Daniel Tavernaro just turned four. And his birthday party was a smash! Dozens of friends celebrated at the Chuck E. Cheese’s in Daniel’s hometown of Weir, Kansas.
What a difference a year makes.
Last year, he spent his third birthday with family in a St. Louis hotel room. He’d been discharged the night before from St. Louis Children’s Hospital after six months of aggressive chemotherapy to treat neuroblastoma – a rare childhood cancer.
Doctors first diagnosed Daniel in April 2002. His parents had noticed a growing bulge in his right eye and a CAT scan confirmed their fears. It was cancer. Tests had shown that it had spread to several parts of his body, including his eye.
Immediately, Daniel began treatment at St. Louis Children’s Hospital. He underwent six rounds of aggressive chemotherapy. Then, he received an auto stem cell transplant. That means he received a transplant of his own stem cells that he’d donated several months earlier.
It was a grueling process, but Daniel handled it like a champion.
"They give the kids such strong chemo that it just wipes everything out," said Daniel’s mom, Genny Tavernaro. "But things have slowed down a lot now. We were visiting St. Louis Children’s Hospital every three months for the first year. Now that he’s a year out we only go to the hospital every six months. And his last scans were perfect!"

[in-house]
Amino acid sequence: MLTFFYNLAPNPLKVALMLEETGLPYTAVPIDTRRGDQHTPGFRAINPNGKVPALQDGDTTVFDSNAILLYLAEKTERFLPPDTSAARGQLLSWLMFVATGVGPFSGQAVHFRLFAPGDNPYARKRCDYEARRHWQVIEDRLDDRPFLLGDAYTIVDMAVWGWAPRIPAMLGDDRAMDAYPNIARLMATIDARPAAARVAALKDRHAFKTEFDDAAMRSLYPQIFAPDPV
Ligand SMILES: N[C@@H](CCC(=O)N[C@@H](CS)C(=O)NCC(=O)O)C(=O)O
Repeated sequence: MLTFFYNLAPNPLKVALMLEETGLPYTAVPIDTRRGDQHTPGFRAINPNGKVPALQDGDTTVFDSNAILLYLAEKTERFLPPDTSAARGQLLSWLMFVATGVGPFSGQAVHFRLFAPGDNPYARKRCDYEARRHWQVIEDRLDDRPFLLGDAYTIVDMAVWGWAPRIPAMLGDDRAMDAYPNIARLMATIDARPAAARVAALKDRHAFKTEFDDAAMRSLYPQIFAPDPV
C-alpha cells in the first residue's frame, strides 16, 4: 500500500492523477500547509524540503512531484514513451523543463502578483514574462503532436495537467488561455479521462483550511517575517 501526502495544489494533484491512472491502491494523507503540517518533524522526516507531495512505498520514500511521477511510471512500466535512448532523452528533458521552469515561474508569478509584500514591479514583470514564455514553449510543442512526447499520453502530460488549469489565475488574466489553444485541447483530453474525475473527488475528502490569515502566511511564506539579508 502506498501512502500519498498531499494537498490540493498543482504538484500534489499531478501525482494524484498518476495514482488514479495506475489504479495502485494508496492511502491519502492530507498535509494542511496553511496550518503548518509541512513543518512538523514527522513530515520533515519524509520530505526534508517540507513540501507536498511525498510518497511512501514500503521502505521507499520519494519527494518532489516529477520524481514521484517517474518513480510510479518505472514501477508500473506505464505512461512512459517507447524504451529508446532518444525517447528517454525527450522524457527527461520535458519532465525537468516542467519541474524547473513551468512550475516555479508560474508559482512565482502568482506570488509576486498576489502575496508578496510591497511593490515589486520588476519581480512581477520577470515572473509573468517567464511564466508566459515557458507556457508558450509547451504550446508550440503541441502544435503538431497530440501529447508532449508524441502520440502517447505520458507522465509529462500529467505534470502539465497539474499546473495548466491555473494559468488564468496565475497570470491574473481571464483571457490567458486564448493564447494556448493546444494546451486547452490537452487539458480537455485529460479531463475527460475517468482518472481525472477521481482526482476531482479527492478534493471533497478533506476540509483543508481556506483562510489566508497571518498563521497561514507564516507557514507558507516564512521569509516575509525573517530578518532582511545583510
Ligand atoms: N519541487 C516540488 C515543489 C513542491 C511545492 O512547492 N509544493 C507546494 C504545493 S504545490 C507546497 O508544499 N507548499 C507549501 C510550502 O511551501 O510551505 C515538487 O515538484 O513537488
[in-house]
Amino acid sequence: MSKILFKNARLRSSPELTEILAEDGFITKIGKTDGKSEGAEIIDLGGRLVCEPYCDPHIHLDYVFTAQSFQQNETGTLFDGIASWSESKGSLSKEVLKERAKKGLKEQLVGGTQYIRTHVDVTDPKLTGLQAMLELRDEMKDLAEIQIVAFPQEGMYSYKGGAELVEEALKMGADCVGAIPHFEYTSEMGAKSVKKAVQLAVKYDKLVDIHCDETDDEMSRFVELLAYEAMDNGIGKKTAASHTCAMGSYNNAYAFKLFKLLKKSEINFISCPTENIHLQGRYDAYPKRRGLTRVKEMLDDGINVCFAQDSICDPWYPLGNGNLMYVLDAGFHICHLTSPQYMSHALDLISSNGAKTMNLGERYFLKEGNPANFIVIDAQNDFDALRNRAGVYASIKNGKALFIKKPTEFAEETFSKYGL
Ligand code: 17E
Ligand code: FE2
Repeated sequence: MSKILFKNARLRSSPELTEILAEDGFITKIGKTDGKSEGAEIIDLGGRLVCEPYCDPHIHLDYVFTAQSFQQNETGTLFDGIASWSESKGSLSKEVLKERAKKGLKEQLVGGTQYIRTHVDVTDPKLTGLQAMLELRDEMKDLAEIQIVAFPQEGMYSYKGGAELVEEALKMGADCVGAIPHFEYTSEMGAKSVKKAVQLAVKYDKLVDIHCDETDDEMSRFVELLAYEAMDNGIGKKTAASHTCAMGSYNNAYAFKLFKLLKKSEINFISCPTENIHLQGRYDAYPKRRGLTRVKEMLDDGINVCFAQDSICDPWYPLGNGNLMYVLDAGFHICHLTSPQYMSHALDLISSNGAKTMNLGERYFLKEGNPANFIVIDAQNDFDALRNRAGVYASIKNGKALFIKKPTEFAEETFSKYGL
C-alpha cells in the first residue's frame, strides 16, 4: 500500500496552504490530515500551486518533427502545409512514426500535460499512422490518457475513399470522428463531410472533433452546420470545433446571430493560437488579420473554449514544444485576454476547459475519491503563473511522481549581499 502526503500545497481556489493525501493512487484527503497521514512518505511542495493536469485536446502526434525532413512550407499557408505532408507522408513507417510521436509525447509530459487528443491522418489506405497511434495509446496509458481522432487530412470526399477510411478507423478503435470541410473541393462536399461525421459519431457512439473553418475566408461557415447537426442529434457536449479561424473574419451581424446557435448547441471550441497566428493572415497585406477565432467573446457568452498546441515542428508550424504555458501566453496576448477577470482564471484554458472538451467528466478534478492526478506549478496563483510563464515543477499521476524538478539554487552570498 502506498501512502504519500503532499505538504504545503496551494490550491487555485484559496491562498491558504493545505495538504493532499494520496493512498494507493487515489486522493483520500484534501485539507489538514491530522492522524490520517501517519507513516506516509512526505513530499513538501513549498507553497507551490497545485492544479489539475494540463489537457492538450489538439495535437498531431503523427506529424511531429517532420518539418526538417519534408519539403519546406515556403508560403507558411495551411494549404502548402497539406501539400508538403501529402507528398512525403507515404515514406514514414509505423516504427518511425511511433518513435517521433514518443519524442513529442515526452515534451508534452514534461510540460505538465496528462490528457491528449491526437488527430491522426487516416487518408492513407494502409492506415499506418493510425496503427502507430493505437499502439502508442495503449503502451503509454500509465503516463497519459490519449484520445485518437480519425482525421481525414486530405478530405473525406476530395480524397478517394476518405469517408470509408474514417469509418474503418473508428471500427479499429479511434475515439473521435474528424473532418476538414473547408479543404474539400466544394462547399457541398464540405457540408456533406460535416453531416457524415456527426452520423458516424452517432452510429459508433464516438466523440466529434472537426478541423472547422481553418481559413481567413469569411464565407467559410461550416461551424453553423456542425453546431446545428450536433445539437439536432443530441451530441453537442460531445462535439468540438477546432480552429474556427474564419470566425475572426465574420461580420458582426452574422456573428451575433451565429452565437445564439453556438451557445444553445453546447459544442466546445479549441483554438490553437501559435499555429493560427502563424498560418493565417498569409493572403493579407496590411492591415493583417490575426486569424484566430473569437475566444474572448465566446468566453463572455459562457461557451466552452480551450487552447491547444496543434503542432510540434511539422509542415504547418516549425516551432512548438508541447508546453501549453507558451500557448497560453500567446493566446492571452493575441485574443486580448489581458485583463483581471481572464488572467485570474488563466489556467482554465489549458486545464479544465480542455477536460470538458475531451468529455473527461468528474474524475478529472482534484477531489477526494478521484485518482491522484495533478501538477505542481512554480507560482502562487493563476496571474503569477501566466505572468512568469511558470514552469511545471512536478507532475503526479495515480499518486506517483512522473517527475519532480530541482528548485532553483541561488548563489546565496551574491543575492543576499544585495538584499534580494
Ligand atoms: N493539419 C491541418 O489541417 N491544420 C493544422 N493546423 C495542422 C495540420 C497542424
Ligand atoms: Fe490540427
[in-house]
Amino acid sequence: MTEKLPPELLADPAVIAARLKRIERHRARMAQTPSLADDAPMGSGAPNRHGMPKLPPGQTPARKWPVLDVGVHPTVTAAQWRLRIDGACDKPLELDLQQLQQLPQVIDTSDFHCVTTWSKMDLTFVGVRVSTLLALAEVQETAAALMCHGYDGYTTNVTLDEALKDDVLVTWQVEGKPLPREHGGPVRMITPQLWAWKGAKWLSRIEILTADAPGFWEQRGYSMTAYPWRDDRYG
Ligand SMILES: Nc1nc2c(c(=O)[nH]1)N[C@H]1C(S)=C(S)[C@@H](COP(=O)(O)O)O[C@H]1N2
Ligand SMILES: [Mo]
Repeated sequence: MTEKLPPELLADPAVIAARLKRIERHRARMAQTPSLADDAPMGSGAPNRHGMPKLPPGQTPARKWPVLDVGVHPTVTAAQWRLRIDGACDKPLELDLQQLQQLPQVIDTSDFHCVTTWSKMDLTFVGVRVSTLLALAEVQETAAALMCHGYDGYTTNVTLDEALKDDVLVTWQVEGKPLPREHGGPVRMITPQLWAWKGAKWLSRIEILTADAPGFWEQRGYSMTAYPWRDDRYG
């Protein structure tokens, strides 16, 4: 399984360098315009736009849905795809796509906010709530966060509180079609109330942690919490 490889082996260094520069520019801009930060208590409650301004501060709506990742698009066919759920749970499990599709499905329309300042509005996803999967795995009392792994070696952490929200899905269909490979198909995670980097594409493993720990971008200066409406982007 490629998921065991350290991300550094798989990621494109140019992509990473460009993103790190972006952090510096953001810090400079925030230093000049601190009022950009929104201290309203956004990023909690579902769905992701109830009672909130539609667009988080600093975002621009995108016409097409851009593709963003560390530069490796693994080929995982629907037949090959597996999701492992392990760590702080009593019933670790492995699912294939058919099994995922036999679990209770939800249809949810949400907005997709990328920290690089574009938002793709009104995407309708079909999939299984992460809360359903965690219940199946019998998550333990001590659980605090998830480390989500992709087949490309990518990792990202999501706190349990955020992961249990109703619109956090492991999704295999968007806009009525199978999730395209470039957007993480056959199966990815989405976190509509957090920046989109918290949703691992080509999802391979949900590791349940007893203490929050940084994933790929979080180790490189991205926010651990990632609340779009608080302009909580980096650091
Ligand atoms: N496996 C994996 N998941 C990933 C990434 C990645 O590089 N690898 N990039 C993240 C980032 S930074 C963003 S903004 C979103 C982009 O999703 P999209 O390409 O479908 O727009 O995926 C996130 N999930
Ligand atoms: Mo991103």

Daniel’s Doctor, William Grossman, MD, says Daniel’s attitude was a tremendous help. "He was always a pretty joyful kid. These kids go through so much during that year of treatment. It always amazes me how these kids do so well."
And his parents did well, too. "They had a good support network," said Dr. Grossman. "It’s very important to have that support group. It makes all the difference in the word."
Genny Tavernaro agrees. "Ask a lot of questions and make friends. There were other kids that had the same diagnosis as Daniel and it helped being able to talk to them about things."
It also helped that the Tavernaros had faith in Dr. Grossman. "He’s great. He is so smart," said Genny Tavernaro. "He was really good with Daniel – relating to him."
Dr. Grossman says Daniel is getting fitted for a hearing aid, to offset some hearing loss caused by the chemotherapy. And the mass behind his right eye did cause some vision loss. But Daniel is cancer-free.
"It’s like nothing every happened," says Genny Tavernaro. "He looks great. We just can’t believe how well everything turned out"
Now Daniel is back to being a typical kid. Playing with his friends, setting an example for his younger sister, Norma. His mom says he likes "boy stuff – guns, cars and trucks."
She says he especially likes superheroes.
That makes sense, Daniel. It takes one to know one.